If they’re at-will employees, why wouldn’t it be legal? It’s not discrimination against a legally protected class, or retaliation for reporting such discrimination…
IANAL, but I think it’s legal, on the grounds that being a smoker isn’t a protected category against which employers are not allowed to discriminate.
Similarly, it is legal (in places that haven’t legislated equal rights for homosexuals, at least) for an employer to fire an employee for being gay, even if the employee is not having gay sex or otherwise pursuing homosexual relationships on his/her employer’s time.
Do I think it’s fair to fire an otherwise satisfactory worker because s/he smokes off the job? Nope. But this is one of the things that happens when you leave health care coverage up to employers.
If it’s financially advantageous, a corporation is more or less obligated to do it, even if it involves fucking over some proles. They’ll be easily replaced with more cost-effective non-smokers.
I saw a piece on CNN about it this morning (sorry, can’t seem to find it on their website) that insinuated that, while the practice was legal in Michigan, it might not be legal in some other states. Anyone know the straight dope on that?
And did anyone else find this section of the story interesting?
Less than 10% of the company’s employees were smokers? That sounds pretty low to start with.
What is the difference between this, and requiring that employees submit to drug testing for other substances?
The difference being that it is still legal to smoke a pack of Marlboro’s, and illegal to smoke pot or crack. I can see the firms point about insurance costs, but it still seems like a good way to lose or be unable to retain or obtain good employees in the future.
By this same logic it seems a company could require employers meet a certain BMI or weight limit so they don’t have to pay for someone’s heart attack.
No argument here on the employees angle. I wouldn’t want to work for a company that pulled something like that. Who knows what they would want to do next?
How long before one of the employees sues on ADA grounds (claiming that the physical dependence on smoking and/or nicotene is a disability)?
Absolutely. There have already been some stories in the last year or two of cops and firefighter being fired for the same reason, after they violated their departments’ off-hours smoking bans. Smoking employees do cost the employer more in terms of health benefits, but why couldn’t they just make those employees pay more for their health insurance instead of firing them? By instituting the absolute smoking ban, they go beyond merely addressing the financial impact, which is their right, to setting themselves up on a moral soapbox and dictating off-hours behavior.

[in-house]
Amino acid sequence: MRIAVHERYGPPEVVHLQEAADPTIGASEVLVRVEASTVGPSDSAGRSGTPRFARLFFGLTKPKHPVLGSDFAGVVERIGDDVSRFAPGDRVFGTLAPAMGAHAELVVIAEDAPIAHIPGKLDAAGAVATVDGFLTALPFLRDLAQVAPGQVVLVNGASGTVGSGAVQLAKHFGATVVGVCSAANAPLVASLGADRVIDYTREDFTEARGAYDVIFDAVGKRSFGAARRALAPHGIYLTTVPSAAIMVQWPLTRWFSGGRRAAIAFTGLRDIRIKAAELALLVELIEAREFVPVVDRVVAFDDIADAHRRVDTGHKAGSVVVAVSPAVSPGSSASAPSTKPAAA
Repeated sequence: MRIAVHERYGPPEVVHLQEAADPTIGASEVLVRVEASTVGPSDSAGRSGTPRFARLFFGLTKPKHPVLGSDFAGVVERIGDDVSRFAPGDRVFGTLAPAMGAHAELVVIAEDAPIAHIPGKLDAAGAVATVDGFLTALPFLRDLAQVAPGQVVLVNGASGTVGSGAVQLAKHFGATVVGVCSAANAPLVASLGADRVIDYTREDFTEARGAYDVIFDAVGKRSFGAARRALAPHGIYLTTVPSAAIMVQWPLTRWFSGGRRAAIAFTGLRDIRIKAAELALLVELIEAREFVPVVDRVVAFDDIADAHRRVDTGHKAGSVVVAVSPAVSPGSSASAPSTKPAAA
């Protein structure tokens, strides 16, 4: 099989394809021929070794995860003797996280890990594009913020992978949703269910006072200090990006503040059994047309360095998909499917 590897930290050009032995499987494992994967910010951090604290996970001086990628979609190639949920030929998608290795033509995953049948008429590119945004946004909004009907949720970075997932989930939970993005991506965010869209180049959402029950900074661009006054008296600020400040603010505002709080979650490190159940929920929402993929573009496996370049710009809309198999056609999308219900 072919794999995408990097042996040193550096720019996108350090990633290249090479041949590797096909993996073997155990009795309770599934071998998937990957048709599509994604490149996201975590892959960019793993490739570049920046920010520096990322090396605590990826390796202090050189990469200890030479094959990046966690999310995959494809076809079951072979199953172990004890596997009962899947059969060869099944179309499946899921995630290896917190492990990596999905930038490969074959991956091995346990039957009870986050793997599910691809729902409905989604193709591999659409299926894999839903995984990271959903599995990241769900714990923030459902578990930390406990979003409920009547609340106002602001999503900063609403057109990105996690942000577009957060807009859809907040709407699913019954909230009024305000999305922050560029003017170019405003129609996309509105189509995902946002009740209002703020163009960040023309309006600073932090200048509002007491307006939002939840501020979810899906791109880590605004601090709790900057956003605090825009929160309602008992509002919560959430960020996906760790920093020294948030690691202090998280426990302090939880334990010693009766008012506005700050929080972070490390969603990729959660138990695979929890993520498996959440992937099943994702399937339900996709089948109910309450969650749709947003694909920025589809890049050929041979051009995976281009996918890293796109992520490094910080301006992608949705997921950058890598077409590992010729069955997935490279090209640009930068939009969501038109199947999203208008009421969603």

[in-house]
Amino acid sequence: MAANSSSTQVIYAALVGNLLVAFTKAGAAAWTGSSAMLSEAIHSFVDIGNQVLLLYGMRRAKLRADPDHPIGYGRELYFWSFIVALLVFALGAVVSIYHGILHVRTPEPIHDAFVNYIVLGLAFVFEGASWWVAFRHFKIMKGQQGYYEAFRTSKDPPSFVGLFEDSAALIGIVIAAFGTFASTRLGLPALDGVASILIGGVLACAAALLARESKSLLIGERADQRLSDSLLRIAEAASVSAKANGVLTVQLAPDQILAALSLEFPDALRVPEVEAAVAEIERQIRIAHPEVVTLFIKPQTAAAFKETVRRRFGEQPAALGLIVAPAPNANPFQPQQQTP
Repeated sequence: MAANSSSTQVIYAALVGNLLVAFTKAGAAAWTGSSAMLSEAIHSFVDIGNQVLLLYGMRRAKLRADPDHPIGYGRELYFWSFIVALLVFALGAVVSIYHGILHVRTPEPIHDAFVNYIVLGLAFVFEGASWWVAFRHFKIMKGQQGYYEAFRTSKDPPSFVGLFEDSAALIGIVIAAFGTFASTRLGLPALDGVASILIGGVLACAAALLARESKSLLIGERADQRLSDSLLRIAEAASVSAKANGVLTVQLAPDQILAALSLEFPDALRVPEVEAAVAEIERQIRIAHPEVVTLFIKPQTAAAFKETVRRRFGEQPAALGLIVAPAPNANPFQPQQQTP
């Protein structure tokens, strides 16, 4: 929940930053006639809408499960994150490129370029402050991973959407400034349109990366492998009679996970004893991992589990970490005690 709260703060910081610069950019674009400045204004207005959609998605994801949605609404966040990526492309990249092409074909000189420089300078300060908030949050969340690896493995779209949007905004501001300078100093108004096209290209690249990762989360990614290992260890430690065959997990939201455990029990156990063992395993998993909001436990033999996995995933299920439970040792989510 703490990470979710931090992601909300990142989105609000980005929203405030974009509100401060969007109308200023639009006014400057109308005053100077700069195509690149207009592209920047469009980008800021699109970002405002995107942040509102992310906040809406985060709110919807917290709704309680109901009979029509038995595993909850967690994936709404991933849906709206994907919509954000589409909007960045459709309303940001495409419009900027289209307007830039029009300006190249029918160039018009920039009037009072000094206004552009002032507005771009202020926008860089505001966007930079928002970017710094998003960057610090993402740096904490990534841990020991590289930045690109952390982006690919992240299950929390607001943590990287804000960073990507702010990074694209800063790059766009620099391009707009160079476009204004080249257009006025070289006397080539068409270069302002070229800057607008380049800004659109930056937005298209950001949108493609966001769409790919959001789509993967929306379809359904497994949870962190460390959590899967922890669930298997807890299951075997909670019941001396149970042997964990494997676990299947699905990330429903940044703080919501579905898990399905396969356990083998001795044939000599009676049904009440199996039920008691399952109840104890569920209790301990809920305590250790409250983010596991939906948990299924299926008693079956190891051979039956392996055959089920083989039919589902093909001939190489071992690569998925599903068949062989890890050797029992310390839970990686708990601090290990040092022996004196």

Basking as we do in the glorious light of Capitalism and the Free Labor Market, if we work for a company, that company can dictate our off-hours life to a considerable degree. After all, we can always find another job, right?
What’s the test for smoking? Is it just nicotine levels in your system? What if you’re on the patch or take nicotine gum or otherwise use tobacco outside of smoking (snuff, dip, chew, snus?)
Count me in as someone else who thinks this is definitely legal.
I’m pretty being obese is qualifies as a disability, so that makes it a different story. And there’s only so far policies like this can go anyway, since companies can’t go around barring all the qualified workers.
“I’m pretty SURE being obese is qualifies as a disability…”
As a smoker, I am biased here. The company only pays you for 8 hours a day of work right? Unless they continue to pay you for the other 16 hours, I think it should be none of their business. If the suits who dreamed this up are fat and out of shape, then they may cost the company money for heart surgery and strokes, right? So then they are picking on one group of people who might get a disease while conveniently ignoring their own faults. It may be legal, what they are doing, but it should be none of their business. What’s next? Firing people with the wrong muscle vs mass ratio? Firing people who have a family history of various problems? Where does it stop? I would say more, but I something to do right now (lighting up another)
In a right to work state they can fire you because your breath stinks if they so desire.
As long as they don’t violate the federal laws.
Age, race, sex et al.
Keep in mind that those workers covered by a collective bargaining agreement aren’t susceptible.
They have the same right to fire you that you have to smoke (well, where may be restricted). It’s a free country. They can fire you because “it’s Tuesday”. (I say that because that was a reason they gave me once). There is a very small list of things* they *can’t *fire you for- and thus they can fire you for everything else- and that’s the way it should be. They have a right to hire whoever they want (except for those rare restrictions) and you have the right to seek employment where you will.
Do you have the right to quit a job because the CEO smokes (even if it’s not at work)? Of course. Then he can fire you.
*race, religion, etc.
Or limit or cease alcohol consumption, seeing as there are also significant health issues related to drinking. Or would that be adverse to corporate culture? :dubious:
Apologies for the knee-jerk drive-by, but I can’t help but suggest that this is another example of the authoritarian state acheived by making employers the new government: What is the difference between a country where it is against the law to smoke and one where you will suffer in jobless poverty if you do?
According to the news blurb I just saw, they are using this same logic - the end of the story was that they’re also insituting healthy eating/fitness requirements at the same company.